My comments are limited to how much I truly enjoyed reading this book and learning of the details of the life of Mary, Queen of Scotland. After reading the book, it was weeks before I could put her day-to-day life, and death, out of my mind.
If you enjoy history, written in novel format, you will love this book. I read it in one week and am just about to delve into Margaret George's "Henry VIII" book...and then her book on "Cleopatra". I LOVE THIS AUTHOR'S STYLE!
Most of the novel is told by a third-person narrator, although there are some long stretches of journal-writing by Mary in the last fifth or so. Though Mary's viewpoint is the predominant one, the narrator occasionally travels to Elizabeth I's court and into the minds of various other characters as well, including Darnley, Bothwell, and sundry ill-fated spies.
Certainly the outstanding quality of this historical novel is George's ability to draw characters. Mary herself is depicted sympathetically without ever being idealized; at crucial times in her life, there's almost always someone to tell her that she's making a mistake, and she listens to them far too seldom. More important, George avoids making caricatures of figures such as Darnley and John Knox. The latter is especially well rounded; harsh as he is on the pulpit, we also see glimpses of him as a loving husband and father.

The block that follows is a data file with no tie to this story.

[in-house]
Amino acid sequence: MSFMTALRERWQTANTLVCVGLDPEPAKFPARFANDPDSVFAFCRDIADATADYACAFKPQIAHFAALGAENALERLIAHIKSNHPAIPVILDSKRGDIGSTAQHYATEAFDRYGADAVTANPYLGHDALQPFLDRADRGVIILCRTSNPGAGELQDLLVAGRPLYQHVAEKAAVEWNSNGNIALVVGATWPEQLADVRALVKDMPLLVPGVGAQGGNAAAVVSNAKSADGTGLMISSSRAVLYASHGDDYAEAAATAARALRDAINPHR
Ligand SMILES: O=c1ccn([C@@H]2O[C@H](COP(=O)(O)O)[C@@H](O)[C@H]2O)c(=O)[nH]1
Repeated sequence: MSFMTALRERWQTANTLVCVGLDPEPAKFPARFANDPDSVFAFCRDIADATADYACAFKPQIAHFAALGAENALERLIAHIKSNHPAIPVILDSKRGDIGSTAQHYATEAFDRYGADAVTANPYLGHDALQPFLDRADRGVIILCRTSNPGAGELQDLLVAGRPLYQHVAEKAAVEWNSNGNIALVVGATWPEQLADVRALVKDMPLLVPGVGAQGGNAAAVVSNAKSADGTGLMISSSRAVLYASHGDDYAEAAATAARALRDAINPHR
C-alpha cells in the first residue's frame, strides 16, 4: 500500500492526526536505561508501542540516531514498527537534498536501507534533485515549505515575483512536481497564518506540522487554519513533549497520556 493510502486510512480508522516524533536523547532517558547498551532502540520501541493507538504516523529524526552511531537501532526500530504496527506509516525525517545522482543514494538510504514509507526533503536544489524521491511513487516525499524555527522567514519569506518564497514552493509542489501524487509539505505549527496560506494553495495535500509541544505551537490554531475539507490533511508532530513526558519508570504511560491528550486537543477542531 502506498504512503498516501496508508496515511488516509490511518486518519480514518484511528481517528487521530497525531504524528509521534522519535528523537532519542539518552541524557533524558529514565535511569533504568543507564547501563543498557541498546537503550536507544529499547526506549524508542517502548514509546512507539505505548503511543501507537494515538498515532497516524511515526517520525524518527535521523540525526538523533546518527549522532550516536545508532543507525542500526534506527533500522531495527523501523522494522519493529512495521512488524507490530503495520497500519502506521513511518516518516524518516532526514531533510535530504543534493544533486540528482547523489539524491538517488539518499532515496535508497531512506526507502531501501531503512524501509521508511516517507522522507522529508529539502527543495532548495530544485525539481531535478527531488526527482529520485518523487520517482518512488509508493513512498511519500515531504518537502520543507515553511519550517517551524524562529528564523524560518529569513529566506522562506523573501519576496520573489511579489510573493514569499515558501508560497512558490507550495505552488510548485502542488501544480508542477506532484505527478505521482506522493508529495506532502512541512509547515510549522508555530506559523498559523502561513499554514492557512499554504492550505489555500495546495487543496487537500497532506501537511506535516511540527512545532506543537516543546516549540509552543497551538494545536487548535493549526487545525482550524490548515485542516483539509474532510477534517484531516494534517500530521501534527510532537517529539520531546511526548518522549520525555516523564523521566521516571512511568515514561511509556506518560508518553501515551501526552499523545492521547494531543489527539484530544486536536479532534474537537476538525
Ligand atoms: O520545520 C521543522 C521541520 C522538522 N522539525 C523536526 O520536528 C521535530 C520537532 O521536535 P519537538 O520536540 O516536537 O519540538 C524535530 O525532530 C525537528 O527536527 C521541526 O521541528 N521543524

George has a nice eye for small detail, as when Mary on the last evening of her life prays, only to be distracted by her dog thumping his tail. "It was that everyday sound, the summation of all the everyday things she was leaving, that brought tears to her eyes."
I did have some reservations here and there. One of the few parts of the novel I found myself skimming was that detailing the love affair between Mary and Bothwell, where the dialogue takes on a decidedly hackneyed tone. When Bothwell uttered the line, "'Put your arms around me, and whatever happens, do not let go,'" I found myself anticipating the couple's impending separation not at all with regret.Read more ›
Most Recent Customer Reviews
I wanted to like this book more than I actually did. I read The Autobiography Of Henry VIII, and loved it, so when I saw this at the library, I had to read it. Read morePublished 2 months ago by Tia Wallace
A bit tedious in the middle. I felt like it could have been about 100 pageso shorter.Published 2 months ago by Yvonne Bennett
Really well done. Historically accurate but written as a novel. Some stories get really long but the general pace of the book is pretty good. Read morePublished 3 months ago by crashkicker
A Good Read down here in Honduras. I had enjoyed her book on Elizabeth I and was disappointed this one didn't grip me as deeply, but still, it is good to learn the history of this... Read morePublished 3 months ago by L. P. Mccurdy
Good mix of history and fiction. It kept my interest and told her story.Published 5 months ago by Linda Rogers
Margaret George does a great job, as always. A must read for Mary QoS fans.Published 6 months ago by maplesugar